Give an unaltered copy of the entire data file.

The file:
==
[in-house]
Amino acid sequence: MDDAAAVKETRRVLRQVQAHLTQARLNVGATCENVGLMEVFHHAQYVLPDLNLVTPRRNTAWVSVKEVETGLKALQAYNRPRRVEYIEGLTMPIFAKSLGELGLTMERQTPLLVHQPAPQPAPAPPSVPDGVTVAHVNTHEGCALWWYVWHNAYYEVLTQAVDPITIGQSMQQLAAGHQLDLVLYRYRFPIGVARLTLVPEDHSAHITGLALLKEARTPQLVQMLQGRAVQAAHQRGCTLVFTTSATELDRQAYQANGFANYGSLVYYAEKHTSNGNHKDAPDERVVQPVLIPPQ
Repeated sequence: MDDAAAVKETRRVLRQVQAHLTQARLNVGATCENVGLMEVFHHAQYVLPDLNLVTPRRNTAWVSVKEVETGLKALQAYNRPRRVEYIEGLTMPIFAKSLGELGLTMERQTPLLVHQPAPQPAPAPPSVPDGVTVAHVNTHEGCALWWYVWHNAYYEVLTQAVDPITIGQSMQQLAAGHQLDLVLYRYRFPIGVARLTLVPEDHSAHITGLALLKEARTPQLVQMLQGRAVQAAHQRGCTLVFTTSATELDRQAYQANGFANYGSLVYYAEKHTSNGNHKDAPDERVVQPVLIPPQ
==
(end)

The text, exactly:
[in-house]
Amino acid sequence: MDDAAAVKETRRVLRQVQAHLTQARLNVGATCENVGLMEVFHHAQYVLPDLNLVTPRRNTAWVSVKEVETGLKALQAYNRPRRVEYIEGLTMPIFAKSLGELGLTMERQTPLLVHQPAPQPAPAPPSVPDGVTVAHVNTHEGCALWWYVWHNAYYEVLTQAVDPITIGQSMQQLAAGHQLDLVLYRYRFPIGVARLTLVPEDHSAHITGLALLKEARTPQLVQMLQGRAVQAAHQRGCTLVFTTSATELDRQAYQANGFANYGSLVYYAEKHTSNGNHKDAPDERVVQPVLIPPQ
Repeated sequence: MDDAAAVKETRRVLRQVQAHLTQARLNVGATCENVGLMEVFHHAQYVLPDLNLVTPRRNTAWVSVKEVETGLKALQAYNRPRRVEYIEGLTMPIFAKSLGELGLTMERQTPLLVHQPAPQPAPAPPSVPDGVTVAHVNTHEGCALWWYVWHNAYYEVLTQAVDPITIGQSMQQLAAGHQLDLVLYRYRFPIGVARLTLVPEDHSAHITGLALLKEARTPQLVQMLQGRAVQAAHQRGCTLVFTTSATELDRQAYQANGFANYGSLVYYAEKHTSNGNHKDAPDERVVQPVLIPPQ